LAPD chief predicts highest homicide rate since 2009; critics question timing

For the first time in more than a decade, homicides in the city of Los Angeles could reach a grim milestone of more than 300 by the year’s end.

Los Angeles Police Department Chief Michael Moore made the prediction during a virtual Police Commission meeting Tuesday. “We see the phenomenon of more guns, more people carrying guns, and then disputes escalating into gun violence.”

According to data from the LAPD, there have been 266 homicides in the city so far in 2020, compared with a total of 253 in 2019 and 260 in 2018. The last time the number topped 300 was in 2009, when there were 312 homicides in LA.

Some activists like Black Lives Matter LA Co-founder Melina Abdullah believe that the numbers would greatly decrease if funds were directed away from police, and that the uptick in violence make their call to defund all the more compelling. 

“What we need is good jobs - what we need is healthcare, what we need is housing - we have to fundamentally reimagine public safety - that means investing on the front end, not overspending on police,” Abdullah said. “Police need to confine themselves to policing, and if they would do that, then we’d have more resources for the things that would actually create safe communities.”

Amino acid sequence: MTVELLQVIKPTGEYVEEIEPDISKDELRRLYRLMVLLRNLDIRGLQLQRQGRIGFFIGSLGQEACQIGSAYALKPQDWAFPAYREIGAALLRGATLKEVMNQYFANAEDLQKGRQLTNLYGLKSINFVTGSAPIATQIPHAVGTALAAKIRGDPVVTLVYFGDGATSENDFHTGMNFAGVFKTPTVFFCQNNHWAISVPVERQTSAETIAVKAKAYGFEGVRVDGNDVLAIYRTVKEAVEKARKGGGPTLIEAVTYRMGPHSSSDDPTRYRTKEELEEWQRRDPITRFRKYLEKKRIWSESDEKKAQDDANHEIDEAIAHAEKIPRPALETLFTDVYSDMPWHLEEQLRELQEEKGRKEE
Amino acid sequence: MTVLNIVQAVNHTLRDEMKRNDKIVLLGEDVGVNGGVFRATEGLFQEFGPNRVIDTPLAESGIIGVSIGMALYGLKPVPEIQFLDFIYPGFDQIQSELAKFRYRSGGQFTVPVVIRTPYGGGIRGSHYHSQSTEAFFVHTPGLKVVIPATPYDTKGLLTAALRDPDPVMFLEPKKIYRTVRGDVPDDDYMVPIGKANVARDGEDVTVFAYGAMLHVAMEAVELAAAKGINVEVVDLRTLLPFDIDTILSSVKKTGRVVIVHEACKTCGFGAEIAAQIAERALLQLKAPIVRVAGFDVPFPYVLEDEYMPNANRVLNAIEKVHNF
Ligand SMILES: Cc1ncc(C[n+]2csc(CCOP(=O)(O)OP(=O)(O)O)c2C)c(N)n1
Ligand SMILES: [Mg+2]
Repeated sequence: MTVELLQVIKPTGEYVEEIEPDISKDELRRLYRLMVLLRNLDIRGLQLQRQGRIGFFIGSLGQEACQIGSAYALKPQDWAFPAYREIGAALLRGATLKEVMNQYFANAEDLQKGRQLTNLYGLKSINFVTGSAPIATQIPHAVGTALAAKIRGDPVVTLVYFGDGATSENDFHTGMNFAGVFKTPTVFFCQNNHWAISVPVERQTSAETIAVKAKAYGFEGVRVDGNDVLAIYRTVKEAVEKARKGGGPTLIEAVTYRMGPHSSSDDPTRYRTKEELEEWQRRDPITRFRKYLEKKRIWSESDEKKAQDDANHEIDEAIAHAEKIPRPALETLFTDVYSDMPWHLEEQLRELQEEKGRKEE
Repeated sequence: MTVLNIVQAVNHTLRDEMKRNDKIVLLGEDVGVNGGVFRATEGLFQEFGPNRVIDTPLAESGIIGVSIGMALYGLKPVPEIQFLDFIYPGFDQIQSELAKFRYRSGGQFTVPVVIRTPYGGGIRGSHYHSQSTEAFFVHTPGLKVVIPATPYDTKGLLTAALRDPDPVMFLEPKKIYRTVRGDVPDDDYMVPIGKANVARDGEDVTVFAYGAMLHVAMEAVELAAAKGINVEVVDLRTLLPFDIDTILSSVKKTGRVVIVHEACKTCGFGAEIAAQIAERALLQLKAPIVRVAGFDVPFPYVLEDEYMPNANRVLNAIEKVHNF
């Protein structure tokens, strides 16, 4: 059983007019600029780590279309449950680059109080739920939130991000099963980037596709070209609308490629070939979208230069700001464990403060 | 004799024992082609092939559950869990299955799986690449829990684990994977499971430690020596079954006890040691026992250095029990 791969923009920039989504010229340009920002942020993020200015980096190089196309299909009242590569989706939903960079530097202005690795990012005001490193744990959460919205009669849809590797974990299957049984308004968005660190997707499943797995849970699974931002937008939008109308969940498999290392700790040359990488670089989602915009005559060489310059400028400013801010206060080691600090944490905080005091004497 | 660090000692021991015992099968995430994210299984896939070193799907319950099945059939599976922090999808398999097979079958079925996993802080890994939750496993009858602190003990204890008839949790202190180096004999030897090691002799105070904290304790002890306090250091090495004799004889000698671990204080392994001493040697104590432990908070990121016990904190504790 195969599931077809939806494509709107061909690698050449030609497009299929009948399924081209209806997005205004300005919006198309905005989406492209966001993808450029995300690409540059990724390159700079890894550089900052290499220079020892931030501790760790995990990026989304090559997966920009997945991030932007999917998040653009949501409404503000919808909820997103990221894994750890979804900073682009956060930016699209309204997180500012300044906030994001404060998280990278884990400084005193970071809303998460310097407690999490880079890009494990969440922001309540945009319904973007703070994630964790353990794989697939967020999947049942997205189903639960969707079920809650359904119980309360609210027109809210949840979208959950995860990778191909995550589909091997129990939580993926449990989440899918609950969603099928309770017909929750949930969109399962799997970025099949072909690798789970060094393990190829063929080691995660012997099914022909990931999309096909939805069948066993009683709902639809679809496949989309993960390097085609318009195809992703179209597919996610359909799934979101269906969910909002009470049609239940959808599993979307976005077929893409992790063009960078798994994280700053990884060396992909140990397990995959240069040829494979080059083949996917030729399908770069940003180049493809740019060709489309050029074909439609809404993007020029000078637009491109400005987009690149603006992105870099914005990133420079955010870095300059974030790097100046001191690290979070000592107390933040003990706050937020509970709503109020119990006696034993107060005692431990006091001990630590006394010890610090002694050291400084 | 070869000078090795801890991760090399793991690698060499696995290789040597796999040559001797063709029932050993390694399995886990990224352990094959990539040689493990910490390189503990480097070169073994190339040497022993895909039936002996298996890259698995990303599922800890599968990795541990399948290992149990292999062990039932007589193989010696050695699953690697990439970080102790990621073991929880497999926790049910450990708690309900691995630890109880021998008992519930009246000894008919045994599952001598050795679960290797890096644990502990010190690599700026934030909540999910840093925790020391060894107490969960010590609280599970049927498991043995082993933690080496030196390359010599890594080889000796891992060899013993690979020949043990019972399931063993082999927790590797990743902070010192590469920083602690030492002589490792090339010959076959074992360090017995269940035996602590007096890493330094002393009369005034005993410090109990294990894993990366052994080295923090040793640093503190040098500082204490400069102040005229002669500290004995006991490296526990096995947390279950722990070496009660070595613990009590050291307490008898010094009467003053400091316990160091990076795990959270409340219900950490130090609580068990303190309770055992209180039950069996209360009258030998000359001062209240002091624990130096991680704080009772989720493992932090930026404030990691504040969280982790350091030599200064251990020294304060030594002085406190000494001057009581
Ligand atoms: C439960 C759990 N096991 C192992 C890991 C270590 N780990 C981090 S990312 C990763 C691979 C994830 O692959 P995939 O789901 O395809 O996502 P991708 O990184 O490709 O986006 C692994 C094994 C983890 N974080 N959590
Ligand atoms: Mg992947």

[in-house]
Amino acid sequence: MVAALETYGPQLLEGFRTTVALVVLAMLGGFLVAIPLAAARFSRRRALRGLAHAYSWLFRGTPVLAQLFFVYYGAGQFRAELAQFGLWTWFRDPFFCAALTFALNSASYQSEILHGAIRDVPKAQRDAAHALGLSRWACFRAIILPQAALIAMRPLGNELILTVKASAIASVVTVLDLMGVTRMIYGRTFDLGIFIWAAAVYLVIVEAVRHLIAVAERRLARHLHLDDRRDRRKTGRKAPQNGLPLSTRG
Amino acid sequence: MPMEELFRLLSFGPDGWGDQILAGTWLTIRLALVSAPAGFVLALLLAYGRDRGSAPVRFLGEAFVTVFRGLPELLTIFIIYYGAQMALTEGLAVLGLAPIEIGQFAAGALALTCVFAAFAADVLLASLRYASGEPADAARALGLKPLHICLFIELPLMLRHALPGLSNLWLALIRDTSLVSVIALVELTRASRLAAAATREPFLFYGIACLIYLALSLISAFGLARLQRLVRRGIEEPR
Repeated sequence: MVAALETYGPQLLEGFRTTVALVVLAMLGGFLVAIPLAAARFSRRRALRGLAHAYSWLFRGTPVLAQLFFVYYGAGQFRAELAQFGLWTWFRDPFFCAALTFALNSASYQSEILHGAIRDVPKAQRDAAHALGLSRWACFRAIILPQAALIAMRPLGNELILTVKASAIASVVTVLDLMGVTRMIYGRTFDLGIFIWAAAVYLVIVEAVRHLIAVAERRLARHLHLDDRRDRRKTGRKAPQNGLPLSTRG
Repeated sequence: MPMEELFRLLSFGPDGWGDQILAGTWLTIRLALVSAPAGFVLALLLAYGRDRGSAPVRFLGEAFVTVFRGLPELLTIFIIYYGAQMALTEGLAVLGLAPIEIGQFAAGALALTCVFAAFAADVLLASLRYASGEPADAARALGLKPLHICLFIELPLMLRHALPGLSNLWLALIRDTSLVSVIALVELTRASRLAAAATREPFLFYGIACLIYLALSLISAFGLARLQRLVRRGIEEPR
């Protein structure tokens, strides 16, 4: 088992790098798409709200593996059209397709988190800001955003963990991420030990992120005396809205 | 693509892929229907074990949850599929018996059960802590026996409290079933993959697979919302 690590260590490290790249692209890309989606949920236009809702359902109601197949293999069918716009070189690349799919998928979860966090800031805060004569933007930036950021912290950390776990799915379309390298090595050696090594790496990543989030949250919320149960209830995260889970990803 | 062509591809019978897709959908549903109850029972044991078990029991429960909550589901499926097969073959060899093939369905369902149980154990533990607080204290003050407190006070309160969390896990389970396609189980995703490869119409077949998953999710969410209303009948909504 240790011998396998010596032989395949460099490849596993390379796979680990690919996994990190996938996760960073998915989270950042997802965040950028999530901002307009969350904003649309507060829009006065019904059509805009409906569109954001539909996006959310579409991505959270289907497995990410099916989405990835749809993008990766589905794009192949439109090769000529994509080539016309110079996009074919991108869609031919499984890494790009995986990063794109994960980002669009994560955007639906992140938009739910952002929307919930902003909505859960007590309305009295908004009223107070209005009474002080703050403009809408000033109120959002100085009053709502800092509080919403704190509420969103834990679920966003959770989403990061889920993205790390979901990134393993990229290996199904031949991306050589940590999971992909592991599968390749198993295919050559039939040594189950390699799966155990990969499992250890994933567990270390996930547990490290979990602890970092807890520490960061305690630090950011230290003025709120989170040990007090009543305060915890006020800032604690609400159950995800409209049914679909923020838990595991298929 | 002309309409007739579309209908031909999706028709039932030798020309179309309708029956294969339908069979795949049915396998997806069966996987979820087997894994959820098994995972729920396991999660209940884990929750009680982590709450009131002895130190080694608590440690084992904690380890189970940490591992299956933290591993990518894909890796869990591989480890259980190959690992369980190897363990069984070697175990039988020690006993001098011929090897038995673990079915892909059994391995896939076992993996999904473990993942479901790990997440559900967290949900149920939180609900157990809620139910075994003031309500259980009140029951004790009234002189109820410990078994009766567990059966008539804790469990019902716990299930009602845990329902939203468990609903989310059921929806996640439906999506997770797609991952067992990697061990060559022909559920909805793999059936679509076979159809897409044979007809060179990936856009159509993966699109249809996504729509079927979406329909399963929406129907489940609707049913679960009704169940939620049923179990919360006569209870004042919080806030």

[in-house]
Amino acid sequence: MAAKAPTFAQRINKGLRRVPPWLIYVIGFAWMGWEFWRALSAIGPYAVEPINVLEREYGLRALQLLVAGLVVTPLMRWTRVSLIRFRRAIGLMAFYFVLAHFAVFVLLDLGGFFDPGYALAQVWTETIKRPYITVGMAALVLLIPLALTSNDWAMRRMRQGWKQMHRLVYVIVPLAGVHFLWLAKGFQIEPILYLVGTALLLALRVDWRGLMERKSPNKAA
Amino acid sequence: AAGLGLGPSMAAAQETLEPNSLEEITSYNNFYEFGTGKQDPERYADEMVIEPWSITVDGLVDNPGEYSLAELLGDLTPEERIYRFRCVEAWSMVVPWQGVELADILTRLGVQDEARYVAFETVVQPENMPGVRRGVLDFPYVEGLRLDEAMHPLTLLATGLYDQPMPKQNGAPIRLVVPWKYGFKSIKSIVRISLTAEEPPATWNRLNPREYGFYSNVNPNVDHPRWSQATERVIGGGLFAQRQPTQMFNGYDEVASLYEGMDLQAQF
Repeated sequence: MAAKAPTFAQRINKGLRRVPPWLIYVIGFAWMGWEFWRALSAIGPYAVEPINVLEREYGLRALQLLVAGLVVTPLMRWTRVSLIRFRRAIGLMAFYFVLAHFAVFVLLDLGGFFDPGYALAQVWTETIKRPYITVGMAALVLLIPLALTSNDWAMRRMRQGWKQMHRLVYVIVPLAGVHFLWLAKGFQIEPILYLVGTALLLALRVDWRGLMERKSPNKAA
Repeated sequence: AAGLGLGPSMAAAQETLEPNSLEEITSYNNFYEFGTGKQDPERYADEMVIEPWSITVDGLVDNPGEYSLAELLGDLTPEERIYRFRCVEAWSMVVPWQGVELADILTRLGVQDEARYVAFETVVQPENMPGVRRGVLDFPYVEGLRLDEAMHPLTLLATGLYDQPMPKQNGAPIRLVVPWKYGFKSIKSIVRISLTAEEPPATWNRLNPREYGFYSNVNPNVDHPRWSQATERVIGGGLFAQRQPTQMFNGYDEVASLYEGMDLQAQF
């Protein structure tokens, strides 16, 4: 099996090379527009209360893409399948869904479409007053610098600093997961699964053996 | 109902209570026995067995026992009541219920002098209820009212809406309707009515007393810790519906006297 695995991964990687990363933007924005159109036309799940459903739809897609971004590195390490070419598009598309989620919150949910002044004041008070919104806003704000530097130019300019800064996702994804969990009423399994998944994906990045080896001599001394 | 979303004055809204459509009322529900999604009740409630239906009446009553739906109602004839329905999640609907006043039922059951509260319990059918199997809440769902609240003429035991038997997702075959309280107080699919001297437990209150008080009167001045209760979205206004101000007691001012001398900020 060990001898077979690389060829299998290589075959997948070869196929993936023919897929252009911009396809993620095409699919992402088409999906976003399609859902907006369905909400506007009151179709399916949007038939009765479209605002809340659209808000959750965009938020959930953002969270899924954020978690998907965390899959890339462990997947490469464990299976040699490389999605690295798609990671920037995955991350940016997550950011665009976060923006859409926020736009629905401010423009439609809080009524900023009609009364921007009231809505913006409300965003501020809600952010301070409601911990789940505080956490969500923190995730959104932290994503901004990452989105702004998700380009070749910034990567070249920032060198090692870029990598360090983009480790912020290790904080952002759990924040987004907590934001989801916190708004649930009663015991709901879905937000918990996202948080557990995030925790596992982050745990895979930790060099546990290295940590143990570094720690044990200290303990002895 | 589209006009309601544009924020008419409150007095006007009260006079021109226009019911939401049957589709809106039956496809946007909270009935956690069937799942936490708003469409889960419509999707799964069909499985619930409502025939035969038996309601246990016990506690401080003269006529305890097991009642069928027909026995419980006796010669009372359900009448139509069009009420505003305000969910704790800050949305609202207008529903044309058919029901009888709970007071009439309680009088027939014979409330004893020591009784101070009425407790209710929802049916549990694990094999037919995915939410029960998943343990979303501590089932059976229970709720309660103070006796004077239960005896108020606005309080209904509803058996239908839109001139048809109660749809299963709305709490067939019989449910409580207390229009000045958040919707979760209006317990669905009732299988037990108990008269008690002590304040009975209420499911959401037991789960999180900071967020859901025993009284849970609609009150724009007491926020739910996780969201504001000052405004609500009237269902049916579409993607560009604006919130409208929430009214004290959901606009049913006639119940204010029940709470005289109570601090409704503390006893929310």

The increase in violence comes as budget cuts have reduced the number of sworn officers in the department, which retired LAPD detective Moses Castillo believes discourages officers. “It sends the message to the rank and file - to the men and women who put on that uniform every day and risk their lives every day to serve the public - that we just don’t care about you, and we’re going to give into these groups that hate the police,” he said, adding that some have lost motivation.

“It’s just not worth the risk - number one, we’re not being appreciated, number two, our leaders don’t back us up, and number three, we’re getting crucified by the public any misstep we take.”

Abdullah said that the timing of the prediction speaks to a larger issue. “I think that there’s a reason that LAPD is putting out this idea or these statistics that violent crime is increasing in Los Angeles - because what they’re doing is making a play for a share of the city’s budget when city funds are so tight.”